We’re a collaborative community where students and faculty challenge each other intellectually and creatively.
English students at Hope dive deep into the literature of every kind and learn how to improve their writing with masters of the craft. Through composition, creative writing and literature classes, our students become more artistic in their scholarship and more knowledgeable in their creativity.
Small classes and one-on-one collaboration foster an environment that is both demanding and encouraging. We offer a wide range of unique courses taught by professors who love what they do and take joy in furthering their students intellectually, spiritually and socially. Being a part of our department is much more than time spent in class and individual coursework.
The department is dedicated to offering its students plenty of opportunities to supplement their learning and engage in it. From on-campus activities and guest speakers to volunteer opportunities, highly sought-after workshops and student-faculty collaboration, English students at Hope actively involve themselves in gaining practical experience and making unforgettable memories. Every student’s experience in the program is distinctive, tailored to his or her interests and passions. We work together and support each other.
Three distinct English majors allow students to focus their study on literature, creative writing or preparation for secondary ed.
An English major pairs well with any number of other fields of study. The ability to communicate clearly through the written word is essential to all careers and vocations.
- English with an emphasis on literature
- English with an emphasis on creative writing
- English for secondary teaching
- English for secondary teaching
Why study English?
Literature enables readers to imaginatively enter and share the stories, feelings, and experiences of other persons. It presents, with beauty and power, perennial human situations and issues – problems of identity, purpose, relationship, and meaning.
The study of creative writing enables students to view writing as a process of seeing and re-seeing the world. It helps them learn to value and express their own stories, to reflect on their lives and to believe they have something of use to put into words.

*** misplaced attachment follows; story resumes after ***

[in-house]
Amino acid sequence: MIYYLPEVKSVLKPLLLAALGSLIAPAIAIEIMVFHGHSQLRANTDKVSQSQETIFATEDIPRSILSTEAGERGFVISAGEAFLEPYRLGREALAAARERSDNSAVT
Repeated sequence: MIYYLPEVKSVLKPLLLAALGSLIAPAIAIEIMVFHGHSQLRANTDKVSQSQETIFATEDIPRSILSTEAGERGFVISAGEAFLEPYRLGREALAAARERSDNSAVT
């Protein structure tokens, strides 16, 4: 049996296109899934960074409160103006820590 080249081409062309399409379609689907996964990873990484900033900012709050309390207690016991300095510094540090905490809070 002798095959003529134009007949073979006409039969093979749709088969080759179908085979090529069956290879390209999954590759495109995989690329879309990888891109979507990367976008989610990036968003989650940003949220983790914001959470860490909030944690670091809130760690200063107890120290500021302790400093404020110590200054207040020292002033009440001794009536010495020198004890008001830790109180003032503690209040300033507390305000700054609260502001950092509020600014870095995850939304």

Our curriculum seeks to meet the needs of all students pursuing the broad aims of a liberal education — not just specialized courses for English majors. Students who study literature and writing will grow in their abilities to read, to think and to express themselves logically, coherently and imaginatively.
We offer a wide range of unique classes taught by professors who love what they do and take joy in furthering their students intellectually, spiritually and socially.
Students have considerable latitude in the order in which they take their English classes. However, keep in mind a few general principles that will help you make the most of your education at Hope:
- Take ENGL 248 and/or 253 as early as possible. These are foundational courses in our curriculum.
- English 113 or the equivalent is a prerequisite to all other writing courses.
- Students considering an English major should consult with the department chairperson or another faculty member in the department before beginning to take upper-level English classes for help in deciding about the most appropriate course selections.
- Students preparing for careers in elementary and secondary school teaching should consult the Department of Education for detailed interpretation of major requirements for teacher certification.
Our students go on to build careers in publishing and marketing, earn advanced degrees in a number of fields and serve as teachers and educators across the country.
Opportunities for English majors are limitless. The critical thinking and problem-solving skills students learn through our degree program serve as the base for success in any job market. Close reading, accurate writing and the ability to listen well lead graduates into satisfying careers and excellent graduate programs.
About the School
Hope College is a private, Christian liberal arts college in Holland, Michigan. It opened in 1851 as the Pioneer School by Dutch immigrants four years after the community was first settled.